By Kristy Siegfried | 1 November, 2019
WHAT YOU NEED TO KNOW
Flooding displaces hundreds of thousands in Somalia and South Sudan. Massive floods have left most of a town in central Somalia under water and forced more than 200,000 people to flee their homes, Save the Children said on Thursday. Tens of thousands of families from the town of Beledweyne are now living in makeshift camps on higher ground where they are in dire need of food and water. The UN said on Monday that more than 85 per cent of Beledweyne, home to 400,000 people, had been inundated by floods which have also destroyed farmland, roads and other infrastructure in surrounding areas. Meanwhile, The New Humanitarian reports that abnormally heavy seasonal flooding has now displaced an estimated 420,000 people in South Sudan, threatening to reverse the humanitarian gains made during a year-long ceasefire in the country’s civil war. Last week, UNHCR described the flooding in South Sudan as the worst the region has seen in four decades and warned that the affected population was in dire need of humanitarian assistance, with people concentrated on higher ground, cut off from public services.
Greek parliament approves controversial asylum bill. Greek MPs in the early hours of Friday morning approved new asylum legislation which UNHCR and rights groups have warned will weaken refugee protection in the country. Addressing parliament before the vote, Prime Minister Kyriakos Mitsotakis said the bill would shorten and simplify the process of granting asylum. “Those who know they do not merit asylum but try to enter and stay in our country will no longer be tolerated,” he said. Earlier on Thursday, the Council of Europe’s Commissioner for Human Rights, Dunja Mijatović, joined the chorus of voices expressing concern about the new law, which she said could lead to the detention of more asylum-seekers.
WHAT’S ON OUR RADAR
Fighting intensifies in Cameroon after National Dialogue. One month after government-run talks aimed at ending a separatist insurgency that has displaced more than 530,000 people from the north-west and south-west of the country, Deutsche Welle reports that fighting between militias and the army appears to be intensifying rather than abating. The government of President Paul Biya invited more than 1,000 participants to a National Dialogue that started on 30 September, but key rebel leaders refused to attend, citing fears of arrest. The country has reportedly seen an unprecedented increase in the number of people applying for passports, and foreign embassies have been overwhelmed by requests for visas. Meanwhile, the number of Cameroonians fleeing across the border into Nigeria has also increased to reach about 45,000, according to UNHCR.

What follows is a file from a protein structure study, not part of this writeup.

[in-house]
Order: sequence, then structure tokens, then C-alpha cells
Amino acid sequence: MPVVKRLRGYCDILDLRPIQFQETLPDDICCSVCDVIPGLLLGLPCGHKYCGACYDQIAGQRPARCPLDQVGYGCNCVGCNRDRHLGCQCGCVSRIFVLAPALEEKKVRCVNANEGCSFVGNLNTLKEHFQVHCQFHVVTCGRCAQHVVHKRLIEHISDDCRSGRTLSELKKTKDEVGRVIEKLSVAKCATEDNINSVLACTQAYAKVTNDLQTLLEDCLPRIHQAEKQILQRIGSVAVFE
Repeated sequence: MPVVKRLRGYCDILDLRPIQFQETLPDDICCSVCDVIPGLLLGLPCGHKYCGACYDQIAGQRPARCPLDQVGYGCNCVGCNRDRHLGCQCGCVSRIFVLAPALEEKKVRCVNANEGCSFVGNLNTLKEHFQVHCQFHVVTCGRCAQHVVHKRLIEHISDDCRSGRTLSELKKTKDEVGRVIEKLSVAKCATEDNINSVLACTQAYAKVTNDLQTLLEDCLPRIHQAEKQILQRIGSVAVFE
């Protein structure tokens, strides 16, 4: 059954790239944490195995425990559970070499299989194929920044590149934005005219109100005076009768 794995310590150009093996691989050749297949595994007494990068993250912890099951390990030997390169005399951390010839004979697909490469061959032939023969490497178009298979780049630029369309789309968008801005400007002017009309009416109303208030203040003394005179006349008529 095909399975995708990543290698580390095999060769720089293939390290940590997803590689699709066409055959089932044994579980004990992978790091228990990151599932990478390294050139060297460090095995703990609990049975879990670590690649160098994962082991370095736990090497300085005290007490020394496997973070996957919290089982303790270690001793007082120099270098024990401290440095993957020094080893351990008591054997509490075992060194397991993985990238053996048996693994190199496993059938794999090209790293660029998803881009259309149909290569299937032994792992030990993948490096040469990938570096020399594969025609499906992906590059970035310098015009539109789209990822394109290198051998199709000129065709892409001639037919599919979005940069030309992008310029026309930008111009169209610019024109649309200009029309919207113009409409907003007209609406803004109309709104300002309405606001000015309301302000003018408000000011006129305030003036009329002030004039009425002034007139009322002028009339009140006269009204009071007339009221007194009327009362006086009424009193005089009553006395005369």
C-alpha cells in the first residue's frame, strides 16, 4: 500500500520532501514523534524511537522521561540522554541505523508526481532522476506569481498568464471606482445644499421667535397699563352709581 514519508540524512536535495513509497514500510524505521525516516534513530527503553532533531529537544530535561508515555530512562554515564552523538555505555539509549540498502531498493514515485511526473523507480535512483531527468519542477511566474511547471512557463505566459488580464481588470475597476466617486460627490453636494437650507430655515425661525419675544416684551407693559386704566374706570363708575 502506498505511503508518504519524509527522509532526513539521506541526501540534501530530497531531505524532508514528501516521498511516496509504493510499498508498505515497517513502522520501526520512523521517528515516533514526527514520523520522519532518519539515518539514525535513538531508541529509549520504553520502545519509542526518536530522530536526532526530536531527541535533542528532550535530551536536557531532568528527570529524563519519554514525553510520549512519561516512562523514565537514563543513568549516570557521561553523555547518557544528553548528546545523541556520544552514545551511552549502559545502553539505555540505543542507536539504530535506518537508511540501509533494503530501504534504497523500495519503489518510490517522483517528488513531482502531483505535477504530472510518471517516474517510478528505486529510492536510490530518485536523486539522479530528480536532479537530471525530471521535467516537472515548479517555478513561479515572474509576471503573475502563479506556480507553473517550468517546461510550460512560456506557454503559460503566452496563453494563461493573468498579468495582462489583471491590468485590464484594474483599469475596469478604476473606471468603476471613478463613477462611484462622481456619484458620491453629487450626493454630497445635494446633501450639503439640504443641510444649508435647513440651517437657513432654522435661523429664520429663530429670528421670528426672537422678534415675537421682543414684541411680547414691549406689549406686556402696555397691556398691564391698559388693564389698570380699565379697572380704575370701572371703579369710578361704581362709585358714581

New psychotherapy programme in Iraq aims to help former ISIS captives. This interactive long-read by the New York Times reports on efforts by Jan Kizilhan, a Kurdish psychologist from Germany, to train a first generation of psychotherapists in Iraq, where mental-health care is almost non-existent. Throughout Duhok, where Kizilhan founded a new psychotherapy programme two years ago, there are nearly a quarter million displaced people and refugees still living in camps, but only one psychiatric clinic and half a dozen counsellors. The need for mental-health care is particularly acute among Yazidi women and children held captive by ISIS and abused over several years. Some are now accessing psychosocial care through centres at the camps.
Venezuelans struggle to survive in Colombian border city. The Guardian reports from Maicao, a border city in northern Colombia that is struggling to cope with the arrival of about 60,000 Venezuelans. Many of them are living on the streets, or in informal settlements in and around the city. Last year, UNHCR opened a reception centre in Maicao which offers temporary shelter to 350 vulnerable Venezuelans, but there are not enough resources to help all those in need and refugees face increasing xenophobia. A recent UNHCR campaign reminds Colombians of how Venezuela helped them when thousands fled the country’s long-running civil war. Another initiative has recruited Venezuelan volunteers to clean the streets of Maicao and interact with locals.
Winter poses new threat for refugees and migrants in Bosnian camp. Reuters reports on aid workers’ concerns about worsening conditions at a tent settlement at Vucjak, near the north-western Bosnian town of Bihac, as winter approaches. Aid agencies have urged the authorities to close the camp and find better accommodation for the refugees and migrants as the weather gets colder.
Fifteen Canadian employers offered more than 100 jobs to refugees at a hiring event in Toronto on Thursday. Organized by Starbucks Canada and the Tent Partnership for Refugees, the job fair gave nearly 150 refugees the chance to sit down with prospective employers.
DID YOU KNOW?
Of some 4.5 million Venezuelans who have left their country, more than 1.4 million are living in Colombia.